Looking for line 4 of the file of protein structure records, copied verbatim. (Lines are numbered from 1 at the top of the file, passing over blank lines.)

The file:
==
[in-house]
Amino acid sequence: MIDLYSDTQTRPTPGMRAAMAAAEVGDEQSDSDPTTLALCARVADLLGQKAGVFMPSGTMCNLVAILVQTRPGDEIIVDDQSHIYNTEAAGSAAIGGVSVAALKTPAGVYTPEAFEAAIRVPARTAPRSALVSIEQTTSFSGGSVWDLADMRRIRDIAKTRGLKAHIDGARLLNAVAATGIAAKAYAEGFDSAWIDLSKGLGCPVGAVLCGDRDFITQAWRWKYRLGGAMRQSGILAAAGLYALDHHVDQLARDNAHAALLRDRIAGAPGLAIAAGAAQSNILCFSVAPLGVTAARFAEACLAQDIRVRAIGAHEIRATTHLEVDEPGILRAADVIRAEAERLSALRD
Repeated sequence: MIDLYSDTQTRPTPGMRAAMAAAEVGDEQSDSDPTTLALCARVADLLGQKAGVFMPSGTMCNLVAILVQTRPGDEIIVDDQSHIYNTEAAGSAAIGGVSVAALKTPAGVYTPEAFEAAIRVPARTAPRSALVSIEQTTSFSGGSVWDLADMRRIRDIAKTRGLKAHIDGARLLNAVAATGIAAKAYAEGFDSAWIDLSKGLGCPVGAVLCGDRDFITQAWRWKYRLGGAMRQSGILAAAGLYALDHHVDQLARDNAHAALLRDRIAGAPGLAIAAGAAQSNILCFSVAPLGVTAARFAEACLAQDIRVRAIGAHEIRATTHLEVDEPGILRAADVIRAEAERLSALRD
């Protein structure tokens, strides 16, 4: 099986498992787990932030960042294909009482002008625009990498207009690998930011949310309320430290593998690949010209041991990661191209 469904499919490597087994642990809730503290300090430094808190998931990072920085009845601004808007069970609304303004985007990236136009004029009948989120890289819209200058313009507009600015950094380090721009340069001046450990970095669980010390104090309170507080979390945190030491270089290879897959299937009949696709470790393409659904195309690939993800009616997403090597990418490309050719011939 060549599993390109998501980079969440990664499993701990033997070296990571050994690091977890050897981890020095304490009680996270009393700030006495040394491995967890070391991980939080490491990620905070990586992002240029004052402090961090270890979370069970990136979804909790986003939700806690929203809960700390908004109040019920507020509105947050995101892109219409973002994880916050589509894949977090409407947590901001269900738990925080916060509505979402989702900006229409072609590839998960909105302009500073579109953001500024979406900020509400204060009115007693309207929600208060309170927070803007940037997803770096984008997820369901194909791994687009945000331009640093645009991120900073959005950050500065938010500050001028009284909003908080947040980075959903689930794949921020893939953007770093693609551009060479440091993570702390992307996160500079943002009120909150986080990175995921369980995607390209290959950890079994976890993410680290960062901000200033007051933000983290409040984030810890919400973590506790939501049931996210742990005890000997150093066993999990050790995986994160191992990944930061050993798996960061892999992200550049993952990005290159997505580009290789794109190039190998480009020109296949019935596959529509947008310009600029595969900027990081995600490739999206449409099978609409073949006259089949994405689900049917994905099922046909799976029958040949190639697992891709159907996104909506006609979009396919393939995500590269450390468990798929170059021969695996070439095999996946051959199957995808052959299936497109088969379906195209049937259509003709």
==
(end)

């Protein structure tokens, strides 16, 4: 099986498992787990932030960042294909009482002008625009990498207009690998930011949310309320430290593998690949010209041991990661191209 469904499919490597087994642990809730503290300090430094808190998931990072920085009845601004808007069970609304303004985007990236136009004029009948989120890289819209200058313009507009600015950094380090721009340069001046450990970095669980010390104090309170507080979390945190030491270089290879897959299937009949696709470790393409659904195309690939993800009616997403090597990418490309050719011939 060549599993390109998501980079969440990664499993701990033997070296990571050994690091977890050897981890020095304490009680996270009393700030006495040394491995967890070391991980939080490491990620905070990586992002240029004052402090961090270890979370069970990136979804909790986003939700806690929203809960700390908004109040019920507020509105947050995101892109219409973002994880916050589509894949977090409407947590901001269900738990925080916060509505979402989702900006229409072609590839998960909105302009500073579109953001500024979406900020509400204060009115007693309207929600208060309170927070803007940037997803770096984008997820369901194909791994687009945000331009640093645009991120900073959005950050500065938010500050001028009284909003908080947040980075959903689930794949921020893939953007770093693609551009060479440091993570702390992307996160500079943002009120909150986080990175995921369980995607390209290959950890079994976890993410680290960062901000200033007051933000983290409040984030810890919400973590506790939501049931996210742990005890000997150093066993999990050790995986994160191992990944930061050993798996960061892999992200550049993952990005290159997505580009290789794109190039190998480009020109296949019935596959529509947008310009600029595969900027990081995600490739999206449409099978609409073949006259089949994405689900049917994905099922046909799976029958040949190639697992891709159907996104909506006609979009396919393939995500590269450390468990798929170059021969695996070439095999996946051959199957995808052959299936497109088969379906195209049937259509003709």